True. But although Mr Doshi was speaking about takeover regulations, what he said is truer of corporate reporting on price-sensitive issues. The quick dissemination of price sensitive information is part of the broad set of rules governing market manipulation and insider trading, but it remains mired in confusion despite the efforts of stock exchanges and regulators.
A couple of years ago, the National Stock Exchange (NSE) and later the Bombay Stock Exchange (BSE) began to write to companies in order to verify the accuracy of news reports, about improved performance, restructuring, acquisitions and mergers and new business orders/contracts. In attempting to verify information published by the media, the bourses hoped to clarify information that was not officially disclosed by companies and to suppress price manipulation based on false and speculative reports.
At another level, it was a gentle hint to companies that the answers to their questions ought to have been made available to all investors.
But the confusion persists. In fact, it gets worse in a raging bull market. All good news leaks out through the business press and is seldom confirmed or denied by companies and stock prices invariably shoot up. It is only bad news that gets a quick official reaction.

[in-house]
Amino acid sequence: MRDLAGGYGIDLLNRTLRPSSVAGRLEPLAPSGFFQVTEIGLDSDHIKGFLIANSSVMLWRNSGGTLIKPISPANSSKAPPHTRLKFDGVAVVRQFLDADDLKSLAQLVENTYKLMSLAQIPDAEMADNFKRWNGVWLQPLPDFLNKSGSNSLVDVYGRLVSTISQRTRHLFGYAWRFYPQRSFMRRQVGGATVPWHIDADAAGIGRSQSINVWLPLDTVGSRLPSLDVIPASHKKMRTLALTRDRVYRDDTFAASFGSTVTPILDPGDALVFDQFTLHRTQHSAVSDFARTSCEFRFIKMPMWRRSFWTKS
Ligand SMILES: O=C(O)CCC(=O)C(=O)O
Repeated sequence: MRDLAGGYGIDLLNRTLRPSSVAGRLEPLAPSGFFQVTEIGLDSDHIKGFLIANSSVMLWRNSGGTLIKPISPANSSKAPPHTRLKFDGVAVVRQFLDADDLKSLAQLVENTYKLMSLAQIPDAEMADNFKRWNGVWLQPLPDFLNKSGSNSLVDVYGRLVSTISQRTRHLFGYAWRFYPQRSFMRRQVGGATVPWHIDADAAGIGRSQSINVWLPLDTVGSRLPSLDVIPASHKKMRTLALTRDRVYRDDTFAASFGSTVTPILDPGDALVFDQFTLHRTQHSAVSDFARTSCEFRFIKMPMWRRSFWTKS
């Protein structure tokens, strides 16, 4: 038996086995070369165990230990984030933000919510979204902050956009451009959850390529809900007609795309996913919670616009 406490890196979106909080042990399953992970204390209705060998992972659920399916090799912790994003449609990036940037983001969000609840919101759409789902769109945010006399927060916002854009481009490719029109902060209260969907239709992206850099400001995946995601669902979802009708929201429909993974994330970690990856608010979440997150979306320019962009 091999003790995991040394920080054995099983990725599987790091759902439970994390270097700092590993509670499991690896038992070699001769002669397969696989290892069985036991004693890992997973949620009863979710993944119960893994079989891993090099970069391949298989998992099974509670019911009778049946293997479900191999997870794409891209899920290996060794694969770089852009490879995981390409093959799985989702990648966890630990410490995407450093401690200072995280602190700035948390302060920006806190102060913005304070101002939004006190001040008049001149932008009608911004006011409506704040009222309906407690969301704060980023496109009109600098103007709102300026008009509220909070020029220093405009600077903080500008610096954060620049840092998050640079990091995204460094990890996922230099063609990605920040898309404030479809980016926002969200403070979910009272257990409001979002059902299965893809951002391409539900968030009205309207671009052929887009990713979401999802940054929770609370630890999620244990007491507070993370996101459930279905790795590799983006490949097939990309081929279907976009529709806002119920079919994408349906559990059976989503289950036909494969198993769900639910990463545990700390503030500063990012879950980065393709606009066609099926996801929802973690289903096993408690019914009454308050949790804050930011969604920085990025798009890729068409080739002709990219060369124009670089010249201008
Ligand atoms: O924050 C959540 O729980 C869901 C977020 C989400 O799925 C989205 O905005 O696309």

Lets look at a recent example. Last week, we wrote that three directors of Global Trust Bank (GTB) had resigned due to differences over loan loss provisioning even when the company was in the midst of negotiating to sell-off 49 per cent of its equity to foreign investors. Those who resigned included Venkappa M Agadi, chairman of the banks board audit committee.
However, GTB, which had reported to stock exchanges the induction of a new director to the board, failed to mention the resignations. In fact, after our report, the Managing Director even claimed to an economic daily that he did not think it was necessary to inform the bourse about the resignations; but it did subsequently inform stock exchanges about the departure.
Interestingly, GTB was in the news everyday when the resignations were tendered, but since the information about its restructuring plans became public through a series of media leaks, the bank cannot be held accountable for selectively failing to disclose material information.
GTBs subsequent disclosure raises another question. If Venkappa Agadi has apparently resigned as per the recommendations of the Ganguly Committee on having attained the age of 70, what about JV Shetty (former chairman of Canara Bank) and Satya Brata Ghosh (former Sr Partner of PriceWaterhouse) What prompted their resignations, even if the board did not accept them We still dont have the answer.
The question then is, should the media be more responsible in its reporting and insist on sourcing information to the company Yes, it should. But when the alternative is to miss a newsbreak because one insists on being punctilious about correct sourcing, it would be impossible to convince a journalist to turn finicky.